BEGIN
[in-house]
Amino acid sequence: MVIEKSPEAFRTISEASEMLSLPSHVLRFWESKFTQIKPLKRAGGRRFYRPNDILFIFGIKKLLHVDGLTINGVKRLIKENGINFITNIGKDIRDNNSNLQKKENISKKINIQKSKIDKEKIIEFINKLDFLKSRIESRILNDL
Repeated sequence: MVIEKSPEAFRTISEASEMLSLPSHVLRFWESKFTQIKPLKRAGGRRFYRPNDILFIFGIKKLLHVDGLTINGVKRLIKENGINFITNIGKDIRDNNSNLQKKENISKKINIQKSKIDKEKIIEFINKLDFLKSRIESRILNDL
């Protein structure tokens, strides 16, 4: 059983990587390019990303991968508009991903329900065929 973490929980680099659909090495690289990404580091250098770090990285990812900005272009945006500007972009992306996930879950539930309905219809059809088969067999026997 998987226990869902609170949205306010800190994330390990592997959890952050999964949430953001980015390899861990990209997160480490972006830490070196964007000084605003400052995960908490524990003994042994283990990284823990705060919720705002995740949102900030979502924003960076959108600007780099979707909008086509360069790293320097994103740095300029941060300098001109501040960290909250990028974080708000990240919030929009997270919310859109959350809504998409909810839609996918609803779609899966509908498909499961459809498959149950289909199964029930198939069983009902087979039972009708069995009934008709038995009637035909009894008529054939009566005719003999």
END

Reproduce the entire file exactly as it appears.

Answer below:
[in-house]
Amino acid sequence: MVIEKSPEAFRTISEASEMLSLPSHVLRFWESKFTQIKPLKRAGGRRFYRPNDILFIFGIKKLLHVDGLTINGVKRLIKENGINFITNIGKDIRDNNSNLQKKENISKKINIQKSKIDKEKIIEFINKLDFLKSRIESRILNDL
Repeated sequence: MVIEKSPEAFRTISEASEMLSLPSHVLRFWESKFTQIKPLKRAGGRRFYRPNDILFIFGIKKLLHVDGLTINGVKRLIKENGINFITNIGKDIRDNNSNLQKKENISKKINIQKSKIDKEKIIEFINKLDFLKSRIESRILNDL
């Protein structure tokens, strides 16, 4: 059983990587390019990303991968508009991903329900065929 973490929980680099659909090495690289990404580091250098770090990285990812900005272009945006500007972009992306996930879950539930309905219809059809088969067999026997 998987226990869902609170949205306010800190994330390990592997959890952050999964949430953001980015390899861990990209997160480490972006830490070196964007000084605003400052995960908490524990003994042994283990990284823990705060919720705002995740949102900030979502924003960076959108600007780099979707909008086509360069790293320097994103740095300029941060300098001109501040960290909250990028974080708000990240919030929009997270919310859109959350809504998409909810839609996918609803779609899966509908498909499961459809498959149950289909199964029930198939069983009902087979039972009708069995009934008709038995009637035909009894008529054939009566005719003999």